UCSB Science Line
Sponge Spicules Nerve Cells Galaxy Abalone Shell Nickel Succinate X-ray Lens Lupine
UCSB Science Line
How it Works
Ask a Question
Search Topics
Our Scientists
Science Links
Contact Information
I saw a picture yesterday on the newspaper online of lava flowing from rocks in Hawaii. How is this possible?
Answer 1:

Lava flows in Hawaii are generally really slow moving and extremely hot! As they emerge from the volcano, the lava flows begin to immediately cool as they interact with the much cooler air around us. As the outer edges of the lava flows cool, they begin to form a crust but the center of the lavas flows remain very hot and have the ability to continue moving. Think about a hot lava cake, a chocolate crust encases a gooey chocolate inside; this is just like Hawaiian lava flows! The crust that forms actually protects the inside of the lava flows from the air outside, keeping the inside warm and gooey. Sometimes, lava can pool up beneath that crust creating so much pressure that it will actually burst through the edge of the crust! When this happens the flows emerge from beneath the crust and flow in a different direction and then form a new crust.

So the lava isn’t actually flowing FROM the rocks in Hawaii, the flows are actually flowing beneath this sometimes-thick crust of hardened lava. This crust can become very thick and sometimes the lava flowing beneath can form tunnels, or lava tubes, in which the lava can freely flow and maintain its heat and eventually may emerge from beneath these rocks once they make it to the ocean.

Answer 2:

The Hawaiian islands are thought to be formed through a process called hotspot volcanism, whereby each island is formed from one or more volcanoes. Geoscientists think that a hot plume of material originating from near the core/mantle boundary (~2900 km below the Earth's surface) has built the islands over time. This material is heated and rises buoyantly - like material in a lava lamp - until it erupts onto the ocean floor. Once this happens, later eruptions 'grow' each volcano over time, leading some to emerge from the ocean and become islands.

The island of Hawaii (called "the Big Island") is actually built from multiple volcanoes, and some are still active. The photo you saw likely came from one of these active volcanoes. The eruptions at this stage are not explosive and are therefore not dangerous; this allows people to get very close to the lava as it erupts. Once the lava cools, it forms basalt - the same type of rock the islands are made of. In summary, these lava flows are the result of active volcanism in the Hawaiian Islands.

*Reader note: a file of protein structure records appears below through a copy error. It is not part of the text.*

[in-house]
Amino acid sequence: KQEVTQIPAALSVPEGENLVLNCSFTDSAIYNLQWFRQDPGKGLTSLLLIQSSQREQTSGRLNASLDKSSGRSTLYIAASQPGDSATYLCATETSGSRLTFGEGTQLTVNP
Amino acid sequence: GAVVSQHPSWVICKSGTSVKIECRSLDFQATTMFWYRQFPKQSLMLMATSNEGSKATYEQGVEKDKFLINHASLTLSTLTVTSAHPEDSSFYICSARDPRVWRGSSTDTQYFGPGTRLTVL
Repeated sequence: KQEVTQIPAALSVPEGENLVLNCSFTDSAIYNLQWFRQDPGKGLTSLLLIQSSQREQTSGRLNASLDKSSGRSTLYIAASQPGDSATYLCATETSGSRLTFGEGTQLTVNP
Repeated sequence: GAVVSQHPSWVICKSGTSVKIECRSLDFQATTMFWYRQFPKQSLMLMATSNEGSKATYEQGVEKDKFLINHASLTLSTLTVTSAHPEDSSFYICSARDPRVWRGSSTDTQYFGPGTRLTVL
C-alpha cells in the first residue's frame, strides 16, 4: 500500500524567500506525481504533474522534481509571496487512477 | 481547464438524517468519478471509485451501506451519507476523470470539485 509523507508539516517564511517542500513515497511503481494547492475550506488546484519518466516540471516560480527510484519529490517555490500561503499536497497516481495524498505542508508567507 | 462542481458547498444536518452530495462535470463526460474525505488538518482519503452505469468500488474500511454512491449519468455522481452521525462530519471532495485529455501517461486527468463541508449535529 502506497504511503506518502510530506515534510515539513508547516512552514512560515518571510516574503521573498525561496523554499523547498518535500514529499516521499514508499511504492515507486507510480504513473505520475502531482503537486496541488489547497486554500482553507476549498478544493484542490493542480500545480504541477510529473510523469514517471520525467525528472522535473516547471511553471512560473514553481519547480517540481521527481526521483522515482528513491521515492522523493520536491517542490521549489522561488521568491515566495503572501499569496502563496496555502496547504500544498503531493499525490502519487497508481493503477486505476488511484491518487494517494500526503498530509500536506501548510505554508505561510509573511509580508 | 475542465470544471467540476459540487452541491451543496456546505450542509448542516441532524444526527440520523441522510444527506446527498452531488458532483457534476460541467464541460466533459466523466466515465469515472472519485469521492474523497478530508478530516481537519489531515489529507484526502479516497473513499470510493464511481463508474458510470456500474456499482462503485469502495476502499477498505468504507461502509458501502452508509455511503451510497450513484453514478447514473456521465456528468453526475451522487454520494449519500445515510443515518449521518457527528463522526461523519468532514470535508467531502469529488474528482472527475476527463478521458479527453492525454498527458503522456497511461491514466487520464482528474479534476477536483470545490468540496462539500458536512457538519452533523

Answer 3:

Rocks are kind of like ice cream. Sometimes rocks get really hot and can melt and become lava. When they get cold they turn into solid rock again.

Some rocks are easier to melt than others. Those which melt easily usually aren't as hot when they come out as lava on the surface. The rocks in Hawaii are harder to melt, and they come out at a higher temperature than other kinds of lava.

When I was a kid I visited some of my family in Hawaii and saw the volcanoes there. The lava was hotter than a campfire. If people threw any sticks into the lava, they would burn right up.

Answer 4:

Answer # I don't know exactly what you saw, but remember that lava is molten because it is hot, and freezes when it is colder. The air is colder than the lava, so molten lava touching air will form a layer of frozen rock on the surface, with still molten lava underneath. The frozen lava on the surface looks like a rock because it is a rock , but it can still flow or the still-molten lava can break out because it is hotter underneath the surface.

Answer 5:

Lava is melted rock. If you heat rocks above 1112 F (600 or 700 degrees Celsius) they start to melt, just like ice/snow starts to melt when you heat it above 32 degrees F (0 degrees C). The lava that you saw pictures of in Hawaii is extremely hot, which is why it is liquid.

There aren't very many places on Earth that are hot enough to melt rocks, but Hawaii is one of them. This is because Hawaii has volcanoes. Volcanoes are where very hot lava from inside the earth (the mantle) comes to the surface of the earth. It is still very hot when it gets to the surface of the earth, but it starts to cool.

That lava that you saw in the photo will only be liquid for a few hours before it starts to cool and become solid.This is how rocks are formed!

Click Here to return to the search form.

University of California, Santa Barbara Materials Research Laboratory National Science Foundation
This program is co-sponsored by the National Science Foundation and UCSB School-University Partnerships
Copyright © 2015 The Regents of the University of California,
All Rights Reserved.
UCSB Terms of Use